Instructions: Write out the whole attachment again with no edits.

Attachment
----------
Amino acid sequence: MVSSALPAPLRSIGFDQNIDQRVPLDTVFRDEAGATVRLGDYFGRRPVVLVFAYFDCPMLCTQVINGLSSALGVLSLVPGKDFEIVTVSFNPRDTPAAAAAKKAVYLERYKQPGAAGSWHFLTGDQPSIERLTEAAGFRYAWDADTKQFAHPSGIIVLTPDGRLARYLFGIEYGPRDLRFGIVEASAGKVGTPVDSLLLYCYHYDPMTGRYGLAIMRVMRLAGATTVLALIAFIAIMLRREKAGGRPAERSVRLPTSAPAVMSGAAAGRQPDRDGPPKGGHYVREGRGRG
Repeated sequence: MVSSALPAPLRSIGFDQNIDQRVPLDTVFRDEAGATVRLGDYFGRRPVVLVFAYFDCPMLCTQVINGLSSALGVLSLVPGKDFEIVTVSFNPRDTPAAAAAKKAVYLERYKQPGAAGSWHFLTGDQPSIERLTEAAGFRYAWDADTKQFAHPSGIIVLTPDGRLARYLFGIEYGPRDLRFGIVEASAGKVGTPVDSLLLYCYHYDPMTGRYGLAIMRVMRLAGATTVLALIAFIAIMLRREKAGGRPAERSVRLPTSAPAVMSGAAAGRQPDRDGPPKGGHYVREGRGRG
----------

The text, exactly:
Amino acid sequence: MVSSALPAPLRSIGFDQNIDQRVPLDTVFRDEAGATVRLGDYFGRRPVVLVFAYFDCPMLCTQVINGLSSALGVLSLVPGKDFEIVTVSFNPRDTPAAAAAKKAVYLERYKQPGAAGSWHFLTGDQPSIERLTEAAGFRYAWDADTKQFAHPSGIIVLTPDGRLARYLFGIEYGPRDLRFGIVEASAGKVGTPVDSLLLYCYHYDPMTGRYGLAIMRVMRLAGATTVLALIAFIAIMLRREKAGGRPAERSVRLPTSAPAVMSGAAAGRQPDRDGPPKGGHYVREGRGRG
Repeated sequence: MVSSALPAPLRSIGFDQNIDQRVPLDTVFRDEAGATVRLGDYFGRRPVVLVFAYFDCPMLCTQVINGLSSALGVLSLVPGKDFEIVTVSFNPRDTPAAAAAKKAVYLERYKQPGAAGSWHFLTGDQPSIERLTEAAGFRYAWDADTKQFAHPSGIIVLTPDGRLARYLFGIEYGPRDLRFGIVEASAGKVGTPVDSLLLYCYHYDPMTGRYGLAIMRVMRLAGATTVLALIAFIAIMLRREKAGGRPAERSVRLPTSAPAVMSGAAAGRQPDRDGPPKGGHYVREGRGRG